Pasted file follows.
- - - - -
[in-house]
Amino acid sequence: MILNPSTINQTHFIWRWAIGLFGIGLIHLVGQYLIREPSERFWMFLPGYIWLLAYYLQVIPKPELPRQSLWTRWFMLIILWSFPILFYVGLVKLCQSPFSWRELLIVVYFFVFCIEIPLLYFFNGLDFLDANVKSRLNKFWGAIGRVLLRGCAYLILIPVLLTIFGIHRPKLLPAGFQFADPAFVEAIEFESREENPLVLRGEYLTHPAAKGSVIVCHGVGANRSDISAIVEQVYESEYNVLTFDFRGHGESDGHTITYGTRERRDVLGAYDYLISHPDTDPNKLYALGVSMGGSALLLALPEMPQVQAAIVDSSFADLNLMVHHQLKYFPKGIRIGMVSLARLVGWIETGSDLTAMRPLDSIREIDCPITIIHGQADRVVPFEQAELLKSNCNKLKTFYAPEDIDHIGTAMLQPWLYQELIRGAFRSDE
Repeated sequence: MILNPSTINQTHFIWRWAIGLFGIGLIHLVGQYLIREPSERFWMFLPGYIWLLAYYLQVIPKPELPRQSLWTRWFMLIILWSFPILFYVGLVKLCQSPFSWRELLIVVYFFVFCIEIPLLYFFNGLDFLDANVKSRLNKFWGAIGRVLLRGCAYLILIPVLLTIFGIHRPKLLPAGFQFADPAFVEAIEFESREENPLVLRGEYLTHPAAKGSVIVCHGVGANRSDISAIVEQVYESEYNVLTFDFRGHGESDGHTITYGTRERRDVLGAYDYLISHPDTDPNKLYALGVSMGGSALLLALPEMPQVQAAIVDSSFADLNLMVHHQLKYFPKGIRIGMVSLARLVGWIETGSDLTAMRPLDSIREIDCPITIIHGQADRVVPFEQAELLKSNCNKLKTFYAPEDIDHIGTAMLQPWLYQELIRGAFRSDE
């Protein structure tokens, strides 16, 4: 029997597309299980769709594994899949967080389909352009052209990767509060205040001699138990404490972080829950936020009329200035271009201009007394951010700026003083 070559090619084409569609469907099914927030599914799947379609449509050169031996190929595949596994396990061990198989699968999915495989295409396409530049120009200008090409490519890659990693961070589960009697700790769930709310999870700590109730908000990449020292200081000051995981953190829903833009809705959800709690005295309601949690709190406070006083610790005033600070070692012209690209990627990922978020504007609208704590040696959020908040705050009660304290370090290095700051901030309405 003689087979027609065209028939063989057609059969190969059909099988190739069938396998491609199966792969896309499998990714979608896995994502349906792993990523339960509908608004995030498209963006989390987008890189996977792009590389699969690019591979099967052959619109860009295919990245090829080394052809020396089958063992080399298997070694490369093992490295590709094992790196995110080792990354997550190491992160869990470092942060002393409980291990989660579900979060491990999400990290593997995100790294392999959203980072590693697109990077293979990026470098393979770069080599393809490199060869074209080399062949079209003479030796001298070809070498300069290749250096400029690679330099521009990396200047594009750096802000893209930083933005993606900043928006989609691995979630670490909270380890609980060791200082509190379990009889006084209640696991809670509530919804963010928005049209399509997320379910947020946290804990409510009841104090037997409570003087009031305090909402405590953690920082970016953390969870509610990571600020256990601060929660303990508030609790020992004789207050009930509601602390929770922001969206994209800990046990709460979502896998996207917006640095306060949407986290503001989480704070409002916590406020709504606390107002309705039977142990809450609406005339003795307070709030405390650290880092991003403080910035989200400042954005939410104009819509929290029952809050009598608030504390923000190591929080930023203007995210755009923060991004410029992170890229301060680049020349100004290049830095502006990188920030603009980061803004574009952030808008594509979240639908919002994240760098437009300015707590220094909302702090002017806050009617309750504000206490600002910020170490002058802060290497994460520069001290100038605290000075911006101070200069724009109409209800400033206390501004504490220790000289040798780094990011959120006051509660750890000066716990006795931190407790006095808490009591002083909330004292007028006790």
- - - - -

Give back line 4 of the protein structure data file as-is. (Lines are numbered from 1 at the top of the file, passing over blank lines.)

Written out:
């Protein structure tokens, strides 16, 4: 029997597309299980769709594994899949967080389909352009052209990767509060205040001699138990404490972080829950936020009329200035271009201009007394951010700026003083 070559090619084409569609469907099914927030599914799947379609449509050169031996190929595949596994396990061990198989699968999915495989295409396409530049120009200008090409490519890659990693961070589960009697700790769930709310999870700590109730908000990449020292200081000051995981953190829903833009809705959800709690005295309601949690709190406070006083610790005033600070070692012209690209990627990922978020504007609208704590040696959020908040705050009660304290370090290095700051901030309405 003689087979027609065209028939063989057609059969190969059909099988190739069938396998491609199966792969896309499998990714979608896995994502349906792993990523339960509908608004995030498209963006989390987008890189996977792009590389699969690019591979099967052959619109860009295919990245090829080394052809020396089958063992080399298997070694490369093992490295590709094992790196995110080792990354997550190491992160869990470092942060002393409980291990989660579900979060491990999400990290593997995100790294392999959203980072590693697109990077293979990026470098393979770069080599393809490199060869074209080399062949079209003479030796001298070809070498300069290749250096400029690679330099521009990396200047594009750096802000893209930083933005993606900043928006989609691995979630670490909270380890609980060791200082509190379990009889006084209640696991809670509530919804963010928005049209399509997320379910947020946290804990409510009841104090037997409570003087009031305090909402405590953690920082970016953390969870509610990571600020256990601060929660303990508030609790020992004789207050009930509601602390929770922001969206994209800990046990709460979502896998996207917006640095306060949407986290503001989480704070409002916590406020709504606390107002309705039977142990809450609406005339003795307070709030405390650290880092991003403080910035989200400042954005939410104009819509929290029952809050009598608030504390923000190591929080930023203007995210755009923060991004410029992170890229301060680049020349100004290049830095502006990188920030603009980061803004574009952030808008594509979240639908919002994240760098437009300015707590220094909302702090002017806050009617309750504000206490600002910020170490002058802060290497994460520069001290100038605290000075911006101070200069724009109409209800400033206390501004504490220790000289040798780094990011959120006051509660750890000066716990006795931190407790006095808490009591002083909330004292007028006790």